Rethinking business models for a thriving fashion industry
Circular business models for fashion, which are designed to make revenue without making new...
Through its managed marketplace, thredUP has created a smarter and easier way to buy and sell secondhand clothes.
thredUP has designed a modern resale experience on one of the largest online platforms for women’s and kids’ apparel. Through its managed marketplace, thredUP has created a smarter and easier way to buy and sell secondhand clothes.
thredUP sellers send in pre-loved clothes from any brand for free. thredUP then processes these items, carrying out quality inspection, itemisation, price analysis, storage and listing, so they can be resold.
thredUP buyers enjoy access to an ever-changing assortment of high-quality, low price clothes from more than 35,000 brands. In 2021, thredUP reached a valuation of more than USD 1 billion.
Keeping clothes in use for as long as possible is a central strategy of a for fashion. Analysis on the positive impact of re-commerce on the environment points to benefits across the whole spectrum of resources.
thredUP estimated that if everyone in the US bought one item used instead of new in 2020 it would save:
3.6Mts of CO2e (66M trees planted)
100 billion litres of water (1.25B showers)
200 million kilos of waste (18,700 full garbage trucks)
thredUP currently receives thousands of items per day, and has the capacity to process up to 100,000 daily, diverting clothes from landfill and back into use. The resale market, currently worth about USD9 billion is projected to increase to more than USD 47 billion by 2025. Resale’s projected growth is driven by more sellers putting great products into the market.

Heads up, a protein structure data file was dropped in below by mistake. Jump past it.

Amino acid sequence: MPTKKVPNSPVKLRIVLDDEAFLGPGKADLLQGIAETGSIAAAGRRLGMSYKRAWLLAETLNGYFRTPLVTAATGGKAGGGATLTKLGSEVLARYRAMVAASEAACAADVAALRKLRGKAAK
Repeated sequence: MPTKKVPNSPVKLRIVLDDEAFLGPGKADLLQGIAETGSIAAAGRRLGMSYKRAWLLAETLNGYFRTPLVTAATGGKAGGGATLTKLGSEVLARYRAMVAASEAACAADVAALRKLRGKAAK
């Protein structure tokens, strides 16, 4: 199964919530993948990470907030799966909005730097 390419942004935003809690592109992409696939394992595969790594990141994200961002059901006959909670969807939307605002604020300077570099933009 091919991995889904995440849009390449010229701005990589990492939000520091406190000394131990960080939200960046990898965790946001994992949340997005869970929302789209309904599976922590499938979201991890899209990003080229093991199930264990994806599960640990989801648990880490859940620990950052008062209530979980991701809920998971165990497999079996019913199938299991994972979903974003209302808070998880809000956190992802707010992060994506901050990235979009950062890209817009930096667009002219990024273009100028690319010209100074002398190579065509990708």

Between 2000 and 2015, the number of items of clothing sold each year more than doubled to about 100 billion units. At the same time, our New Textiles economy report showed, the number of times an item is worn (the ‘utilisation rate’) decreased by almost 40%.
In the US, clothes are only worn for around a quarter of the global average and some garments are only worn between seven and ten times. The result is that huge volumes of clothes are landfilled or incinerated each year, not only losing the material, but also the energy, water, nutrients, land and many other resources used to produce textiles and garments.
Low utilisation rates for clothes not only impacts the environment, but also the economy. Globally, customers lose USD 460 billion of value in the clothes they throw away. Circular fashion companies powered by digital technology are seizing the opportunity to capture some of this value.
Customers who want to sell their clothes get a free ‘Clean Out Kit’ with a prepaid label to thredUP. Once thredUP receives the items, it follows this process.
thredUP sorts the items, selects them and processes them to be resold - this includes photographing, evaluating and valuing each garment. Around 1,500 people process clothes six days a week across its network of distribution centres.
For items that sell on thredUP, sellers get cash, thredUP online credits, select partner credits, or charitable donation receipts.